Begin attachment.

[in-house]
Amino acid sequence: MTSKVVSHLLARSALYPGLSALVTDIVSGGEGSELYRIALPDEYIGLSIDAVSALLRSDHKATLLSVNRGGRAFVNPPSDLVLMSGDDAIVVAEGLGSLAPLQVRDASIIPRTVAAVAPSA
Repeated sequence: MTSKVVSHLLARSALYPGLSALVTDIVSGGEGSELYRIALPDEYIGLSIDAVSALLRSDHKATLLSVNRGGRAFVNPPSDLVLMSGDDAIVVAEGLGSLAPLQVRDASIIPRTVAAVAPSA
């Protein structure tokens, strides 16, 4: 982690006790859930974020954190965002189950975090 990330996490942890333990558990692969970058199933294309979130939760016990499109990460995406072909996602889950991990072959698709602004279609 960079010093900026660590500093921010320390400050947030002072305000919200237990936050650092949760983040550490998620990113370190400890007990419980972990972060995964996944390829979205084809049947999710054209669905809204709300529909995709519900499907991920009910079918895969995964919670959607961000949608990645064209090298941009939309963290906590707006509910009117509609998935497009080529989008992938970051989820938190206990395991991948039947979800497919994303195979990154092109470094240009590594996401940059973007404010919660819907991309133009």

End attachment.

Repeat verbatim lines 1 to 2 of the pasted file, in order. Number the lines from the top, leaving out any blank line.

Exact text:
[in-house]
Amino acid sequence: MTSKVVSHLLARSALYPGLSALVTDIVSGGEGSELYRIALPDEYIGLSIDAVSALLRSDHKATLLSVNRGGRAFVNPPSDLVLMSGDDAIVVAEGLGSLAPLQVRDASIIPRTVAAVAPSA